As an aside (and please, if you want to discuss it further, take it to chat or to meta, where it could become a useful point of FAQ): I don't think JLU is a good fit for a 100%-from-scratch learning of Japanese. That is not to say that you necessarily need to invest in classes or textbooks, but you cannot expect JLU Q&A format to replace an actual structured lesson, that is not its purpose. –  Dave Jul 23 '12 at 6:47

4 Answers 4

up vote 8 down vote accepted

Verbs and い-adjectives may be inflected with different okurigana

For example, the verb 歩く may be inflected to form:

  • polite: 歩きます

  • negative: 歩かない

  • polite negative: 歩きません

  • past tense: 歩いた

  • past polite: 歩きました

  • negative past: 歩かなかった

  • negative past polite: 歩きませんでした

  • te form: 歩いて

  • desiderative: 歩きたい

  • volitional: 歩こう

  • polite volitional (cohortative): 歩きましょう

  • plain negative volitional: 歩くまい

  • hypothetical: 歩けば

  • potential: 歩ける

  • passive: 歩かれる

  • causative: 歩かせる

  • causative passive: 歩かせられる

  • negative imperative: 歩くな

And there are still many more inflections, these are the few I recall off hand.

They serve to disambiguate kanji with multiple readings:

  • 食べる (taberu) and 食う (kuu)

Worth noting is that for counting, what you see are not okurigana. They are counter words. The change in sound is not inflection at all. It is just simply a change in sound.

For numbers, it depends what you are counting. Different objects require different counter words:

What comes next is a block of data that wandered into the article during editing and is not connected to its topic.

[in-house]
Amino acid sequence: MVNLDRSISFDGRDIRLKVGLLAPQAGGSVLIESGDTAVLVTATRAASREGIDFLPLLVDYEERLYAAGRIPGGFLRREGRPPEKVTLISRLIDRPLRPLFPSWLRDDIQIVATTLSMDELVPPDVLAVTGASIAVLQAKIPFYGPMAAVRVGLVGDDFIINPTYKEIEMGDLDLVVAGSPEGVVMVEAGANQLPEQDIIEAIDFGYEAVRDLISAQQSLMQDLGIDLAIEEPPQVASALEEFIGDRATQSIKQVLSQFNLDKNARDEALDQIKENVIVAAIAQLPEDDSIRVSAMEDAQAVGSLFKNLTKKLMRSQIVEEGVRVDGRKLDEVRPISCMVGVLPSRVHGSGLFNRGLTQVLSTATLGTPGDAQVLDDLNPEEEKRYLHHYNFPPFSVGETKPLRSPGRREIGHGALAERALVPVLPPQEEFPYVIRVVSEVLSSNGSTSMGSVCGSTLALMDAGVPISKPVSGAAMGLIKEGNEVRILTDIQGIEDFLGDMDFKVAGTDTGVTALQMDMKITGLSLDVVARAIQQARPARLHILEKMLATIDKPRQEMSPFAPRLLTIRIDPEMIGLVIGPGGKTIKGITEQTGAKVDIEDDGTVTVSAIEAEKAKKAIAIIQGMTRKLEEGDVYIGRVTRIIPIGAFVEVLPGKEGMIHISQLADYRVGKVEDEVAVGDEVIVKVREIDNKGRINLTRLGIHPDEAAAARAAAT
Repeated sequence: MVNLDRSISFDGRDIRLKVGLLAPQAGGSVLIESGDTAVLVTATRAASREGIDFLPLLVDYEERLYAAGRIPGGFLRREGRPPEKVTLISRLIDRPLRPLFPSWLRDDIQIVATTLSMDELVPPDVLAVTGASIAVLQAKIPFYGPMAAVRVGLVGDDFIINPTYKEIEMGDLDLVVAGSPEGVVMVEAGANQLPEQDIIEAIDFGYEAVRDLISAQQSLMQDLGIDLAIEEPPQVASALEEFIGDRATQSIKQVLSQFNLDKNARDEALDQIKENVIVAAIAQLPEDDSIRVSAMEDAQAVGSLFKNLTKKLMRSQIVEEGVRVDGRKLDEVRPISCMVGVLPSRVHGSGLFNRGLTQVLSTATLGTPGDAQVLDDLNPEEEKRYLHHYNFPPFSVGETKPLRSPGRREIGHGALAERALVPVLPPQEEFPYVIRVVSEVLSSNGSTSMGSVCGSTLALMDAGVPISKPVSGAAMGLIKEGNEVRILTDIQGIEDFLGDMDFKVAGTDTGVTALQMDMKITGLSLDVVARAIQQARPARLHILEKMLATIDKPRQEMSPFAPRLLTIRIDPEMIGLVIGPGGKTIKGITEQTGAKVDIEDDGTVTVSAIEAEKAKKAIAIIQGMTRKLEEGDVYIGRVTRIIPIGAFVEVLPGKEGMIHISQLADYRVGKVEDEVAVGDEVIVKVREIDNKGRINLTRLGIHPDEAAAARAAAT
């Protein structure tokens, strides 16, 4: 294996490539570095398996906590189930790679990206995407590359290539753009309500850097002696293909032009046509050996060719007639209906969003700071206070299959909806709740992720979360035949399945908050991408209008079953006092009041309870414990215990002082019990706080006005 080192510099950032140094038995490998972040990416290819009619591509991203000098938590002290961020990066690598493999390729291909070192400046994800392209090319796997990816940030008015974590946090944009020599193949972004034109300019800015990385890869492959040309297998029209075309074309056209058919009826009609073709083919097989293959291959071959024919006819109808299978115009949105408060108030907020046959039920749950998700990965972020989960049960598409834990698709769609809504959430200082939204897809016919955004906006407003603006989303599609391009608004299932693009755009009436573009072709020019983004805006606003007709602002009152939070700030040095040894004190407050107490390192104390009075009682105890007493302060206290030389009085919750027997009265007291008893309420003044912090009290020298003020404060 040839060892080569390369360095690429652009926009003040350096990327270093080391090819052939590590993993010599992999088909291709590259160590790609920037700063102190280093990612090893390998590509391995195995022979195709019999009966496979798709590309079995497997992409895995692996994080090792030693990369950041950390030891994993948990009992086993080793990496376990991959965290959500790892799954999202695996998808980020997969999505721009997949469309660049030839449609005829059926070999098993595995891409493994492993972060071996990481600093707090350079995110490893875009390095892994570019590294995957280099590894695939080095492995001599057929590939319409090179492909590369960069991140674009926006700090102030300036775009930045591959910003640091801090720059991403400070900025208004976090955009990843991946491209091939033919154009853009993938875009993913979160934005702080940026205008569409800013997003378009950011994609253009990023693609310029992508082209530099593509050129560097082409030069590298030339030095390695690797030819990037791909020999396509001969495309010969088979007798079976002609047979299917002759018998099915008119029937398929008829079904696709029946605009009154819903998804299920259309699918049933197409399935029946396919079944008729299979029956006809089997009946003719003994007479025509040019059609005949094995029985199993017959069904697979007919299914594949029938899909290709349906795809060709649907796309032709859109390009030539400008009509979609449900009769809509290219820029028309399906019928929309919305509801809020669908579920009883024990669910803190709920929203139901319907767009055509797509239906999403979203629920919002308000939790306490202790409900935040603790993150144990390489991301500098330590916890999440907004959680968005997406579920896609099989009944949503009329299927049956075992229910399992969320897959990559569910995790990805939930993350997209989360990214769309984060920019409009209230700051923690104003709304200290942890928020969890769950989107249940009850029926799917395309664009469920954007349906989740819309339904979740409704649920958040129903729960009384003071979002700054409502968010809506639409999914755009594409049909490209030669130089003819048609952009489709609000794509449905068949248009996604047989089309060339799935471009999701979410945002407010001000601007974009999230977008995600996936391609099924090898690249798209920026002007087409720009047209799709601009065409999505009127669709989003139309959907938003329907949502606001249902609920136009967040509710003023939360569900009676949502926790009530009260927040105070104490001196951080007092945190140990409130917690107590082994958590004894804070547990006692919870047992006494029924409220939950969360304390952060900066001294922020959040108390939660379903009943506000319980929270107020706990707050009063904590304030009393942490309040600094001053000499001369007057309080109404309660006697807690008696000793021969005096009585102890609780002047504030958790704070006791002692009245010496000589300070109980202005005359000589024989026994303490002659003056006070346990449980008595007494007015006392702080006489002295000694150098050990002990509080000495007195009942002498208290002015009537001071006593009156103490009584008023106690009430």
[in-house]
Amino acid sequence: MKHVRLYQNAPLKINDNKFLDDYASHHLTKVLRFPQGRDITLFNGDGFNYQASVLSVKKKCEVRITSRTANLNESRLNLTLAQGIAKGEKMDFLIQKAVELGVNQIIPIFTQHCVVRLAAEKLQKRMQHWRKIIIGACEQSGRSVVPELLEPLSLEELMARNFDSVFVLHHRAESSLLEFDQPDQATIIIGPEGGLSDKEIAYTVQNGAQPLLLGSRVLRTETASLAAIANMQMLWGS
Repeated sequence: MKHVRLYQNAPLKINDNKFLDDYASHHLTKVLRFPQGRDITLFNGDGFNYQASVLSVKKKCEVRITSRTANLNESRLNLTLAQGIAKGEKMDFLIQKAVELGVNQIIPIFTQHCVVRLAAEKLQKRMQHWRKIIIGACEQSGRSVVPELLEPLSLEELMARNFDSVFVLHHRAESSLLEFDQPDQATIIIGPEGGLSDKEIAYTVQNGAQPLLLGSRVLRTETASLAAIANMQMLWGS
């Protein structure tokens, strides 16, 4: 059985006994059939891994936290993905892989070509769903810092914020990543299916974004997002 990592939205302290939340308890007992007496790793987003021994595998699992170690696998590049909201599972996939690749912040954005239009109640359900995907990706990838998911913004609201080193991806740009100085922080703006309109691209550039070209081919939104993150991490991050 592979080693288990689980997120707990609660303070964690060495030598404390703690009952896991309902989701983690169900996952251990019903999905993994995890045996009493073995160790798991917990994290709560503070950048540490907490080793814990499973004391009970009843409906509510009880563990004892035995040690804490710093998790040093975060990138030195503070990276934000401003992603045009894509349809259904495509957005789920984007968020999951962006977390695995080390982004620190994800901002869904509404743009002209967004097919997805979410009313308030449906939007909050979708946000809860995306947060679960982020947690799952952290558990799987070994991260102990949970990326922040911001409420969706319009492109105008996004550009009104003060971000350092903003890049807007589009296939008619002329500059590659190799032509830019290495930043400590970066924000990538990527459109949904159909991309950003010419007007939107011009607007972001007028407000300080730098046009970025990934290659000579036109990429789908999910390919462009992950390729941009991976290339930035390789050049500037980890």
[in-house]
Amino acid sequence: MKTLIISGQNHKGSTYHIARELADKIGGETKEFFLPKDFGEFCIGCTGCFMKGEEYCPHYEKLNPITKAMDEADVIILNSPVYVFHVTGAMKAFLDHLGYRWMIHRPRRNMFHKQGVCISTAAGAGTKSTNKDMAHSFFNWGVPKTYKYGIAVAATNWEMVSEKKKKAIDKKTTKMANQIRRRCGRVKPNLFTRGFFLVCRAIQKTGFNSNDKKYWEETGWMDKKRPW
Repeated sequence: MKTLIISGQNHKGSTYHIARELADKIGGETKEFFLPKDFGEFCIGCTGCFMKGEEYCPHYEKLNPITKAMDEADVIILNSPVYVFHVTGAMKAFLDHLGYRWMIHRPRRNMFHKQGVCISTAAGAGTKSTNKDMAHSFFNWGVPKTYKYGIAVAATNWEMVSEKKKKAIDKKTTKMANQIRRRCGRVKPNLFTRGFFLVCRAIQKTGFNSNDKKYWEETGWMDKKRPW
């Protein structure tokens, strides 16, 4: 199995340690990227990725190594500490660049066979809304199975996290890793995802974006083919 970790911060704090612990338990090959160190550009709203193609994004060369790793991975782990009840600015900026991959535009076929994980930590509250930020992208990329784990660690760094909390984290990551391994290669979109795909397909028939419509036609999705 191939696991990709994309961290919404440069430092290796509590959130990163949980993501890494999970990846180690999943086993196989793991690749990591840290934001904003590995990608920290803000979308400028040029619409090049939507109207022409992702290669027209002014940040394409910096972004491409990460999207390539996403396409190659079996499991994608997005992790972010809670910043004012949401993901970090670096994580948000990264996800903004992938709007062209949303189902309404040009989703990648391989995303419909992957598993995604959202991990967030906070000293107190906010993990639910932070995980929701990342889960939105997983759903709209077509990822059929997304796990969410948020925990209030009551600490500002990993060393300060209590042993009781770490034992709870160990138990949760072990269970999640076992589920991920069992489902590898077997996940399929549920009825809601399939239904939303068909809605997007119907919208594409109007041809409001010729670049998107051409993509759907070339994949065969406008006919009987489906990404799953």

• For 一 : When followed by a counter starting with a は—column syllable, いち becomes いっ and the counter changes to a 'p' sound

  • For 三 : When followed by a counter starting with a は—column syllable, that syllable changes to a 'b' sound

  • For 六 : When followed by a counter starting with a は—column syllable, ろく becomes ろっ and the counter changes to a 'p' sound

  • For 八 : When followed by a counter starting with a は—column syllable, はち becomes はっ and the counter changes to a 'p' sound

  • For 十 : When followed by a counter starting with a は—column syllable, じゅう can become either じっ or じゅっ and the counter changes to a 'p' sound

Also, when are the kun readings of numerals used

This counting system is not complete. There is also the native Japanese counting system of ひ、ふ、み、よ、いつ、む、なな、や、ここの、とお for one through ten. It does not extend to eleven and beyond.

Its use is reflected in the use of the counter つ (generic counter for up to 10 things), the sequence is as follows:


Also there is irregular counting for days (日 can be にち or か and is not okurigana):


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That actually didn't really answer the question... sorry. –  Aerovistae Jul 23 '12 at 2:11
@Aerovistae I'm not sure what you're looking for. I just answered based on what okurigana does. –  Flaw Jul 23 '12 at 2:12